The message articulated at UT Day was clear: UT helps build a stronger future for Tennessee through programs that educate, discover, and connect.
Check out some of UT Day’s social media:
The UT Advocacy Council met for their annual winter meeting this past Saturday, February 8. Over 100 University of Tennessee advocates from across the state met to discuss a number of legislative issues facing the University and they could help.
The event featured two insightful keynote speakers who discussed the necessity of quality higher education for a prosperous Tennessee. “The reality of higher education in Tennessee is very simple, it’s about economic development,” House Education Chairman Harry Brooks (R-Knoxville) commented in a speech to advocates.
Representative Brooks also stressed to the crowd the importance of effective legislative advocacy. He told the gathered advocates that if they want “the University of Tennessee to have a strong place at the table, [than they must] advocate for that.” Brooks emphasized that “if [UT advocates] don’t fill the void, [then] someone else will.”
United States Congressman Jim Cooper (TN-5) also addressed the Council, underscoring the importance of the UT System. Calling higher education institutions like the University of Tennessee “dream factories,” Cooper encouraged advocates to continuously dream bigger for higher education. He expressed his belief that “education is a public good,” and his hopes “that all the people [can] band together [to] fund [it].”
The meeting also included a panel discussion on current UT legislative issues by the UT Office of Government Relations and Advocacy staff, and a panel on using grassroots networks to impact legislative outcomes.
We would like to thank the Advocacy Council members for their service, support, and commitment to higher education in Tennessee.
Did you attend the meeting? Consider sending our keynote speakers a thank you note:
Congressman Jim Cooper
605 Church St
Nashville, TN 37219
Representative Harry Brooks
301 6th Avenue North
Suite 117 War Memorial Building
Nashville, TN 37243
UT President Joe DiPietro and UTK Chancellor Jimmy Cheek with Senator Lamar Alexander (R-TN)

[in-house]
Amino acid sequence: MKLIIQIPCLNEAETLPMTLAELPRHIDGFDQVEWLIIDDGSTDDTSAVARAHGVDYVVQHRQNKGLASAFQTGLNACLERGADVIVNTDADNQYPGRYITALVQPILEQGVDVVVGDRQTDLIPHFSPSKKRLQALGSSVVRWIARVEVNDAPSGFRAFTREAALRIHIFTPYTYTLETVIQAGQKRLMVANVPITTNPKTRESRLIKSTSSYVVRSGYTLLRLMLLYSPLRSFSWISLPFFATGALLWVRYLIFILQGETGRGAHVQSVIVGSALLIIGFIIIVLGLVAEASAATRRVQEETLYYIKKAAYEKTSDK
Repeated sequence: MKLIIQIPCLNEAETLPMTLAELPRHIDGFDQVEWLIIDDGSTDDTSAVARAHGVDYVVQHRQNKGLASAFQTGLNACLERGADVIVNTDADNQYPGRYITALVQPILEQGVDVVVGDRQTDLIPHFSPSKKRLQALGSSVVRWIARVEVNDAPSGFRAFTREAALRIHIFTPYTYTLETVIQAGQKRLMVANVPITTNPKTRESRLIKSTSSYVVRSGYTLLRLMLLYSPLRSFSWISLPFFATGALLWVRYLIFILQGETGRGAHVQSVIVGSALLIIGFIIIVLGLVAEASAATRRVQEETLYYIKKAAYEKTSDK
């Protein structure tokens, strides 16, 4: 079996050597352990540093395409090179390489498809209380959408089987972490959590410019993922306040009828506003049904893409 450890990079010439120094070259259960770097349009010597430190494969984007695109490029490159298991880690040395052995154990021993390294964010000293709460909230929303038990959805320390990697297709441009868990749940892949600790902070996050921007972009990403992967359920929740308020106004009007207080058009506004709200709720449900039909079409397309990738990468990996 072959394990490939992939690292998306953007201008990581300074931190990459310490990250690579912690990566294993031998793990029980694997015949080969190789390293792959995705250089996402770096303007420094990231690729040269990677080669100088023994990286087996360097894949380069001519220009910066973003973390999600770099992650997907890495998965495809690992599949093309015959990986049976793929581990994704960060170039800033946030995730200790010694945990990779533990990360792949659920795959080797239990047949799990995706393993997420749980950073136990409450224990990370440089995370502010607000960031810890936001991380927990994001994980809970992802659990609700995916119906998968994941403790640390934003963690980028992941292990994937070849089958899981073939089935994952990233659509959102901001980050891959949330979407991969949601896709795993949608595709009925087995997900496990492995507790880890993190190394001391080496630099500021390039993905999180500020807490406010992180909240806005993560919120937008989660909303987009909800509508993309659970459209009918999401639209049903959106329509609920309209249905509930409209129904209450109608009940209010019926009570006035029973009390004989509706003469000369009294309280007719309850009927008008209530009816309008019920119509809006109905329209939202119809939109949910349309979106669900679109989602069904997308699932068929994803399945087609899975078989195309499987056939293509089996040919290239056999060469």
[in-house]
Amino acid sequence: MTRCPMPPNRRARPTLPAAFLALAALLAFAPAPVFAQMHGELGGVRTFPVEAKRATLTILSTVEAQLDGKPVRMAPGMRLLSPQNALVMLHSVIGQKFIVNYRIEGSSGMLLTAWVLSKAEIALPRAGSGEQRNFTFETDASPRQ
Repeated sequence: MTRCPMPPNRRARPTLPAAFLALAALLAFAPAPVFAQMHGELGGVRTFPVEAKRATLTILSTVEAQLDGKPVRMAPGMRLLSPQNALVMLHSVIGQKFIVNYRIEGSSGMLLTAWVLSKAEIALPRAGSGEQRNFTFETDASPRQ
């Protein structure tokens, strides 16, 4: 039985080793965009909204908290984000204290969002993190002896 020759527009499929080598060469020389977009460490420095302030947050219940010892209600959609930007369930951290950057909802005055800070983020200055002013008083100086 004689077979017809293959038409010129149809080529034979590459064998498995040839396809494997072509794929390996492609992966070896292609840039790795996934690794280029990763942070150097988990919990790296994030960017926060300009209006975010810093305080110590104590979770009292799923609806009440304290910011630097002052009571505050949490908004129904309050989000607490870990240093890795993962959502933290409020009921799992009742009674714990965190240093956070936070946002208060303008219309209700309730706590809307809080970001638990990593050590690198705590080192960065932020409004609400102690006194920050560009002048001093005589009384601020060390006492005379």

The UT Government Relations and Advocacy team recently coordinated a meaningful federal relations trip to raise the University of Tennessee System’s visibility in Washington, D.C. Many organizations host D.C. receptions and meet with their Congressional delegations, but this trip was distinguished from typical visibility events due to its parallel focus on Congressional, White House, and Agency relationships. To that end, this trip represented a broader federal government relations strategy wherein all three of these relationships play critical roles. There were numerous opportunities to continue building relationships that will lead to productive partnerships for the University of Tennessee with key departments and offices such as the Department of Energy, the Department of Commerce, The White House Office of Science and Technology Policy, and The White House Rural Council. An equally important objective was the opportunity to engage in high-level conversations regarding national policymaking—providing feedback and input to agencies such as the Department of Education. The day concluded with a reception honoring members of the Tennessee Congressional Delegation, which over 135 congressional staff, agency staff, and government relations professionals attended.
UT President Joe DiPietro and UTM Chancellor Tom Rakes with Congressman Stephen Fincher, who represents Tennessee’s Eighth Congressional District